Nicholas RAZO, on behalf of himself and all others similarly situated, Plaintiff-Appellant, v. ASHLEY FURNITURE INDUSTRIES, INC., a Wisconsin corporation; et al., Defendants-Appellees.
Nicholas Razo appeals from the district court’s summary judgment in favor of defendant Ashley Furniture Industries, Inc. (“Ashley”) in his class action under California’s Consumer Legal Remedies Act, Unfair Competition Law, and False Advertising Law. We review de novo a district court’s decision to grant summary judgment. Folkens v. Wyland Worldwide, LLC, 882 F.3d 768, 773 (9th Cir. 2018). As the parties are familiar with the facts, we do not recount them here. We affirm.
The “reasonable consumer” test, which governs Razo’s claims, Ebner v. Fresh, Inc., 838 F.3d 958, 965 (9th Cir. 2016), requires him to demonstrate that “members of the public are likely to be deceived” by Ashley’s representations about DuraBlend furniture. Freeman v. Time, Inc., 68 F.3d 285, 289 (9th Cir. 1995) (quotation omitted).
A defendant’s allegedly deceptive representations must be viewed “reasonably and in context” to determine whether the material as a whole is misleading. Id. at 290. Under this rule, this court presumes that consumers will read “qualifying language [that] appears immediately next to the representations it qualifies.” Id. at 289. However, consumers are not required to “look beyond misleading representations on the front of the [tag] to discover the truth ․ in small print on the side of the [tag].” Williams v. Gerber Prods. Co., 552 F.3d 934, 939 (9th Cir. 2008).
The district court properly granted summary judgment on Razo’s claims because a reasonable consumer would have read the unambiguous and truthful disclosures placed on the front and back of Ashley’s DuraBlend hangtag. Neither of these disclosures is “hidden or unreadably small.” Freeman, 68 F.3d at 289. Indeed, the disclosure on the front of the hangtag appears “immediately next to” a list of DuraBlend’s features. Id. A reasonable consumer reading that list of features would also read those disclosures and discover that DuraBlend is not genuine leather.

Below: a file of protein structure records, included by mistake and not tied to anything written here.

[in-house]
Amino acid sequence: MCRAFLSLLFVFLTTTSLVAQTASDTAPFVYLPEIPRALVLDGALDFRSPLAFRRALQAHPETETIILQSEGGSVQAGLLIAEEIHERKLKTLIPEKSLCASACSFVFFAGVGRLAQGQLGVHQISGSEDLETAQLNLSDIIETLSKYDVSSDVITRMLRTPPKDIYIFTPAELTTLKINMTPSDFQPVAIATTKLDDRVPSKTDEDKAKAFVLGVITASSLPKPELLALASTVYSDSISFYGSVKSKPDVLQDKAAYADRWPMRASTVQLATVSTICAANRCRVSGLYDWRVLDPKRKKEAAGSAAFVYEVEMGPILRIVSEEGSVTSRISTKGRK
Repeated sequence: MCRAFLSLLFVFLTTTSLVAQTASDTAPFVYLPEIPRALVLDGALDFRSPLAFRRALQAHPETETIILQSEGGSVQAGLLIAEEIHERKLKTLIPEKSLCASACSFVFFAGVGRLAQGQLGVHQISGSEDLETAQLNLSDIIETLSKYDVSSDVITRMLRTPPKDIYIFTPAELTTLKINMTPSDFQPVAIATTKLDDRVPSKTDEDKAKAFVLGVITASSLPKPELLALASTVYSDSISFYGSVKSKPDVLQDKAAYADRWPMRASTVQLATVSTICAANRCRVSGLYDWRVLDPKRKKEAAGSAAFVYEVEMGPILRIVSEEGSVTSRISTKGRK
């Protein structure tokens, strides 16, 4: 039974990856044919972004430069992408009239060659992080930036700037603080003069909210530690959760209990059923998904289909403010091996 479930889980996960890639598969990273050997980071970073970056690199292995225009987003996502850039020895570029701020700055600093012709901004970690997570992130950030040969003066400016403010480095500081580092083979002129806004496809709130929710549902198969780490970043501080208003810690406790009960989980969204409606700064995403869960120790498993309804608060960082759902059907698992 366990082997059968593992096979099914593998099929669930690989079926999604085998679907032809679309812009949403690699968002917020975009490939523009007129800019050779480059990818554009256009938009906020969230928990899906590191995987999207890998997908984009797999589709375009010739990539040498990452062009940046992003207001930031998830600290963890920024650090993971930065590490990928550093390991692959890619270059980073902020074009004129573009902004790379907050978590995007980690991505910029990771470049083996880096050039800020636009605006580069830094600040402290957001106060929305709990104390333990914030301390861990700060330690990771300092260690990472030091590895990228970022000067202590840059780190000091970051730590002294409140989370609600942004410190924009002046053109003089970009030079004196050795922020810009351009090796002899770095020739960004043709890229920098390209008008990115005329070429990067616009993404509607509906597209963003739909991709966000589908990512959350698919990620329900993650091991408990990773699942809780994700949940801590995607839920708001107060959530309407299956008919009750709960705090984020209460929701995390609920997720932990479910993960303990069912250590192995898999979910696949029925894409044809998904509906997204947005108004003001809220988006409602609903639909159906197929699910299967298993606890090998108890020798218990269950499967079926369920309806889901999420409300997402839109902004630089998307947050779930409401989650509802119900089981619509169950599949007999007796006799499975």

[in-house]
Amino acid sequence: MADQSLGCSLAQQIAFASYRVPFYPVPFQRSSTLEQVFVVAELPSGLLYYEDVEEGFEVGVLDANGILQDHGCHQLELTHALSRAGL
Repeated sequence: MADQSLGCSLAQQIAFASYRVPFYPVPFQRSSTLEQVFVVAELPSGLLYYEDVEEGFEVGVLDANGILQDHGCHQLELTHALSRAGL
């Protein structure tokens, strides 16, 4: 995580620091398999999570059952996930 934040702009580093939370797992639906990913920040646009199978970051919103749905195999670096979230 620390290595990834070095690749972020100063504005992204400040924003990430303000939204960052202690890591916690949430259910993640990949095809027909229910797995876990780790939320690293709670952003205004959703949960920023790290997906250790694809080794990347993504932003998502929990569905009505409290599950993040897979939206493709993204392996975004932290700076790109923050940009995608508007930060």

Furthermore, the hangtag’s disclosures were truthful and not deceptive. Both disclosures truthfully state that DuraBlend (unlike other imitation products) “contains ․ leather” without deceptively suggesting that DuraBlend contains intact animal hides like genuine leather. The DuraBlend hangtag explicitly states that DuraBlend is not and should not be represented as 100% leather. No consumer, reading this disclosure reasonably and in context, would conclude that DuraBlend is genuine leather.
The district court also correctly held that Ashley was not responsible for representations made by the Casa Linda salesperson about DuraBlend. Claims under California consumer protection law “cannot be predicated on vicarious liability.” Perfect 10, Inc. v. Visa Int’l Serv., Ass’n, 494 F.3d 788, 808 (9th Cir. 2007) (citation omitted). Instead, Razo must prove Ashley’s “personal participation in the unlawful practices and unbridled control” over those deceptive practices. Id. (citation omitted).
Despite this difficult standard, Razo cited no evidence in his opposition to summary judgment that would suggest Ashley exercised control over Casa Linda. A district court on summary judgment need not “search the entire record for a genuine issue of fact” when the nonmoving party has failed to identify said evidence in opposition. Carmen v. S.F. Unified Sch. Dist., 237 F.3d 1026, 1029–31 (9th Cir. 2001). Based on the evidence before it, the district court properly declined to hold Ashley responsible for the actions of Casa Linda’s employees.
In sum, Razo failed to raise a genuine dispute that Ashley’s representations about DuraBlend would likely deceive a reasonable consumer into believing that DuraBlend is made of genuine leather. The district court therefore correctly granted summary judgment in favor of Ashley.